1 year ago


Selected Writings & Artwork by Harriett Copeland Lillard

Observation Post She sat

Observation Post She sat at the table in the airport restaurant – waiting, always waiting for someone. Her legs were crossed then wrapped around each other. It probably looked miserable to anyone who happened to notice, but it created a feeling of positive tension that she enjoyed. There was also a kind of pride in being able to do that – the thinness and flexibility of her youth had not fled entirely. The table was a two-person one in the corner, partially screened by a planter, full of dusty plastic ivy. The sense of that ivy filled her with disgust, but she decided to accept and ignore it because she liked the security of having her back to the wall facing the front entrance, seeing but not being entirely seen – a perfect observation post. She was an observer. Very little escaped her attention and she could reconstruct mentally a picture long after an event, recalling in great detail the sensory aspects of an experience- the feelings, colors, smells, shapes and sounds. Her recollection extended backward in time to 18 months of age, to the floorplan of a house she had lived in at the time, to her reactions to an uncle just returned from the war, to being burned on the bathroom heater – the list was interminable. But she was often disturbed by the big lapses in memory – the years of vague or no recollections, punctuated by sharply outlined experiences recalled in technicolor clarity with no apparent relationship to what came before or after. How can we live so many days and remember so few? And why do some experiences become so indelibly ingrained in our minds that they are a part of every breath? The reverie was interrupted by the soft thud of a glass settling down on an airport napkin. Her gaze came to rest on the fat waitress who plodded on to the next table after the perfunctory “anything else?” The three business men there were giving her a hard time, trying to be “cute” in their executive sense of humor. Well, it was lost on her – middle aged, fat, grandmotherly, she continued on her appointed rounds. Did she like her job? Her life? Was she tired? Did her feet hurt? The first cigarette was worth the wait. She settled back relaxing, thinking of the twenty minutes that she had left before the plane was due. What to think about now in these precious few minutes alone with no immediate needs to be met? It always seemed a waste to do nothing. She opened her bag and took out her notebook. She would write, it was her habit – perhaps someday it would turn into something. Her notebooks were full of her thoughts and feelings, of half-finished letters, of impressions. There was something comforting about a fresh sheet of paper. It was like a new beginning. She needed that – it was a narcotic, easing away the staleness that hung about her, that sense of emptiness and sadness that she felt so often now. Her twenty minutes was up. She gathered herself to leave, feeling apprehensive as always when waiting for a plane. The businessmen’s conversation droned on and she wished that she had sat some other place – their self-importance was a distraction from the quiet self-seeking she needed. Opposite, floor plan of the house Harriett lived in as a young child drawn in the same notebook as "Observation Post." 69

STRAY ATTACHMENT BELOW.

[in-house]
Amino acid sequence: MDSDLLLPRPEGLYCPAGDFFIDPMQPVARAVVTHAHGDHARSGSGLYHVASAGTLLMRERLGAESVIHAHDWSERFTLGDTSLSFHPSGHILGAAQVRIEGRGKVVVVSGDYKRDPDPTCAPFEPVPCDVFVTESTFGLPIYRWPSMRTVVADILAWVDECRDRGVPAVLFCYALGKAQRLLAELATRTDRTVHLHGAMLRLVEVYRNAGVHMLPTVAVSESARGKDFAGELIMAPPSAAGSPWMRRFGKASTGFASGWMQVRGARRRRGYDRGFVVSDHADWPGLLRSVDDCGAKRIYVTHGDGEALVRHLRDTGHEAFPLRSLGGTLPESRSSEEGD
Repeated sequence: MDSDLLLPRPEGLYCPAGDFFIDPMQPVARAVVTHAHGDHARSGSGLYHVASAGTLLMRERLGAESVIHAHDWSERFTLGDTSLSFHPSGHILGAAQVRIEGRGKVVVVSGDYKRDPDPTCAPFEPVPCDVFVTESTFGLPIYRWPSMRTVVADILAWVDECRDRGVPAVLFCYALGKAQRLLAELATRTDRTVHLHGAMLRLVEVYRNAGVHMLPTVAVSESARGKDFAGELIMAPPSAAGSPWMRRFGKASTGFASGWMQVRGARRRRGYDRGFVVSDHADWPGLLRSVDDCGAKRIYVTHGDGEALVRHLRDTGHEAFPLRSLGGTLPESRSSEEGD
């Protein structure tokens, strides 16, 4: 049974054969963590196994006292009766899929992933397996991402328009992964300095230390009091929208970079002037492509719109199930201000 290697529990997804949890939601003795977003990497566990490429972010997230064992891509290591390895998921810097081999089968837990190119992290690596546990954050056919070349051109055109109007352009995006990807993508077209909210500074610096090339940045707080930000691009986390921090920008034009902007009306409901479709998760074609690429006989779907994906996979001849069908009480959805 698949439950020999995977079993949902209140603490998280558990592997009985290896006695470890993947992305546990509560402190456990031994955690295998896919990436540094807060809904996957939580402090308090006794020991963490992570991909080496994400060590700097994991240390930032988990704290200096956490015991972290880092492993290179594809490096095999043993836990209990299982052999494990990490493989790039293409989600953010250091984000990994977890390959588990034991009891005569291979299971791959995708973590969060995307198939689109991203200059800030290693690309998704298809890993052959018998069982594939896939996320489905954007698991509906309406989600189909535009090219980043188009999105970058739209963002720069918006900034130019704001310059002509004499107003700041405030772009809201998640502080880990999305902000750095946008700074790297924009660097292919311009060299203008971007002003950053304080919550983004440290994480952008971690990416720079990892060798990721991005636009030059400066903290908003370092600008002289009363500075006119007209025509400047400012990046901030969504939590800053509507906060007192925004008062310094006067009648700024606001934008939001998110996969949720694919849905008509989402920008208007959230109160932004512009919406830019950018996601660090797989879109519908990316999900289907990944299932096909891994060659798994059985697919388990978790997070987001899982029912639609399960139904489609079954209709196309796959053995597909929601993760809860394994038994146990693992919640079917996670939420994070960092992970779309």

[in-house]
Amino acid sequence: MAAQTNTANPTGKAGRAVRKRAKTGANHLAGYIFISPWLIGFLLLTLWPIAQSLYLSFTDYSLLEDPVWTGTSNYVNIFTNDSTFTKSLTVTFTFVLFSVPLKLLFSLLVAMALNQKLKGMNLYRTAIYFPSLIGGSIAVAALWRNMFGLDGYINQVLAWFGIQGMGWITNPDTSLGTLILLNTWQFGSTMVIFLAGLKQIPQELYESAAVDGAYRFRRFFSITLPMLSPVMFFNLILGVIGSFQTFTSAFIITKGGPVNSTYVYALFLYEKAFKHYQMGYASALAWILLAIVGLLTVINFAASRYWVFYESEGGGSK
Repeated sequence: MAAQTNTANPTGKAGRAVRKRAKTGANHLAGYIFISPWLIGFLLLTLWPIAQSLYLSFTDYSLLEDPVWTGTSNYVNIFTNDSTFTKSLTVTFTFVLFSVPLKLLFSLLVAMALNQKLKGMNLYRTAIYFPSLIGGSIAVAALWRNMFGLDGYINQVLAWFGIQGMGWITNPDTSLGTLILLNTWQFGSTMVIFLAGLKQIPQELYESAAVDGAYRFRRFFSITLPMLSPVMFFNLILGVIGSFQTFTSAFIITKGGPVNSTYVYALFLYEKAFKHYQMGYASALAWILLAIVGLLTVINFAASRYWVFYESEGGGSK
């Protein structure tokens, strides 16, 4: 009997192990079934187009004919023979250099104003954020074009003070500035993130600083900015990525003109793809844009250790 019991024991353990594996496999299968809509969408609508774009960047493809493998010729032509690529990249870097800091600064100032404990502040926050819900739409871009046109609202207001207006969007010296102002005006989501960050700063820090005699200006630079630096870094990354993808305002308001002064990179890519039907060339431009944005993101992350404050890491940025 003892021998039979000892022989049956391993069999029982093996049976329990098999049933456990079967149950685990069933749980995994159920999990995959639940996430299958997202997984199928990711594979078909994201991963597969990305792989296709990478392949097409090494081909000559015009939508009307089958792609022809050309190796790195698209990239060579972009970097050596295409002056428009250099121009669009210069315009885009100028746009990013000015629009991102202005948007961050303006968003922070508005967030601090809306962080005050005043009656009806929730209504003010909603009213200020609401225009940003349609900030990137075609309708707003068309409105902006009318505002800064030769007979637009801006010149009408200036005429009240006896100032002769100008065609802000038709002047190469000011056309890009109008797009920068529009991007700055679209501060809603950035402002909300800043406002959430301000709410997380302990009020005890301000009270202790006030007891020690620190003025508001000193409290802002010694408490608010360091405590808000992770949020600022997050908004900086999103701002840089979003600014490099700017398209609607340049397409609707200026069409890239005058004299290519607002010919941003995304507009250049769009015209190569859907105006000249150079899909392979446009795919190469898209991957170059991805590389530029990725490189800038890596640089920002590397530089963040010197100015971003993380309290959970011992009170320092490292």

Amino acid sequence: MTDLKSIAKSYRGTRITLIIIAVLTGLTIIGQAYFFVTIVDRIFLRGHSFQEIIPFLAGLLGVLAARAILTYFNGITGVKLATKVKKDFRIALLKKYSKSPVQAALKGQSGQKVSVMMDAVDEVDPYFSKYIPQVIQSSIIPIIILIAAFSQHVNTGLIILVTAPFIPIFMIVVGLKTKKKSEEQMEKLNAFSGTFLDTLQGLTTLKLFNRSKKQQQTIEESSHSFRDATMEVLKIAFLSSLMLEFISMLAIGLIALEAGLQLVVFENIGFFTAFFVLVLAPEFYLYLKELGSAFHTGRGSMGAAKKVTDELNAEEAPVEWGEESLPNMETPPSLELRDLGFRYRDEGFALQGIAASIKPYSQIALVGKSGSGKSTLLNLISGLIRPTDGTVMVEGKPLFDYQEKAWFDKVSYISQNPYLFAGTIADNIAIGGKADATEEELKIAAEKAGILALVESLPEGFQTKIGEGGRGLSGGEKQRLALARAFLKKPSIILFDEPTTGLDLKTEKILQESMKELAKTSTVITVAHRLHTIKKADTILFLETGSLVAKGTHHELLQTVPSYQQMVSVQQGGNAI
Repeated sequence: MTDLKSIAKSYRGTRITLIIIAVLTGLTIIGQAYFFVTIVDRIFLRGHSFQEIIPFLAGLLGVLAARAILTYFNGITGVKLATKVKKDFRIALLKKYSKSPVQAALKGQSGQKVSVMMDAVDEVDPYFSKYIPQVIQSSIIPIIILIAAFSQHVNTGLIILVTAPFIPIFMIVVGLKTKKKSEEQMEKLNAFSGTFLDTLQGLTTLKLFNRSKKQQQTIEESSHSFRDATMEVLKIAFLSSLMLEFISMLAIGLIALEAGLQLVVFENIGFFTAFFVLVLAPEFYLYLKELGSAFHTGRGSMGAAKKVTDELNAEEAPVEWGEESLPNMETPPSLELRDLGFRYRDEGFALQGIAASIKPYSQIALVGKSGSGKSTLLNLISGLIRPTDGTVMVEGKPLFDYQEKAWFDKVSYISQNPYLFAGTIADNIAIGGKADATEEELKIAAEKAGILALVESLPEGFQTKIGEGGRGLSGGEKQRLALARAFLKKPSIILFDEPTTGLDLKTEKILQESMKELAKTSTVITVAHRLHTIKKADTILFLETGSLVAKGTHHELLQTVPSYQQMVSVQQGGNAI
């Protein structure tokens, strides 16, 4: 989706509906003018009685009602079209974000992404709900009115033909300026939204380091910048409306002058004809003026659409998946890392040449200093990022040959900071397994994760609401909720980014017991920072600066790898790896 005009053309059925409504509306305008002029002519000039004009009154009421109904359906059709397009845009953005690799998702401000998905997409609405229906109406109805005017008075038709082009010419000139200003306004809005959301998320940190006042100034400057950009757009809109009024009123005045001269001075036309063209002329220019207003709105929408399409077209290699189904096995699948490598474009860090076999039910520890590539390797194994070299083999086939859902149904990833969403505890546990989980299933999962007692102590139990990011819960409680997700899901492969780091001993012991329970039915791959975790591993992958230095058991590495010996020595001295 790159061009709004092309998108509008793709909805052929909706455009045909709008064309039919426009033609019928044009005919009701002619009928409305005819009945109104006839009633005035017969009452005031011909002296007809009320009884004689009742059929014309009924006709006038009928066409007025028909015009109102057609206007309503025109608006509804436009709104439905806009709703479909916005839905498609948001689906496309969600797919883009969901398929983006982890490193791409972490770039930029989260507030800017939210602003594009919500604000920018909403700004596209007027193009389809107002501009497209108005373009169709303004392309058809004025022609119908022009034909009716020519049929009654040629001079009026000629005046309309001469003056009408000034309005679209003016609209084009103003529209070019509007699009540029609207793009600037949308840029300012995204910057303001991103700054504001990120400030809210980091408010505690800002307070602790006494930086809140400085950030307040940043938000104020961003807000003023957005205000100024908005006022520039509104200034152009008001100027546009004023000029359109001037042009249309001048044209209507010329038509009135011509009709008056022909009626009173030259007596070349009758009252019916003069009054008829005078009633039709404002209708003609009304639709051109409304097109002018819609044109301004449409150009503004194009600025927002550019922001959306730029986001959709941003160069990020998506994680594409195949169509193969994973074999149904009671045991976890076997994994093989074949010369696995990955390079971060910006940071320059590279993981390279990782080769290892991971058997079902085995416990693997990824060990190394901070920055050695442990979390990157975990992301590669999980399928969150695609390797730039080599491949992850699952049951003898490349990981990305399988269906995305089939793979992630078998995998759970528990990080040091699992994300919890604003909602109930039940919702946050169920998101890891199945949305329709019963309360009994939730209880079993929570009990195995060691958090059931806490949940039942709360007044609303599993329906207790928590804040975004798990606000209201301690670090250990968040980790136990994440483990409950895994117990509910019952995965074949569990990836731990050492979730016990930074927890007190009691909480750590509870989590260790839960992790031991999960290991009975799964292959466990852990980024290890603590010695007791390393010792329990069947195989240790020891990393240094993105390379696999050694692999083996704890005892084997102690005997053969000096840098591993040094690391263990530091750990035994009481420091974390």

Observation Post 70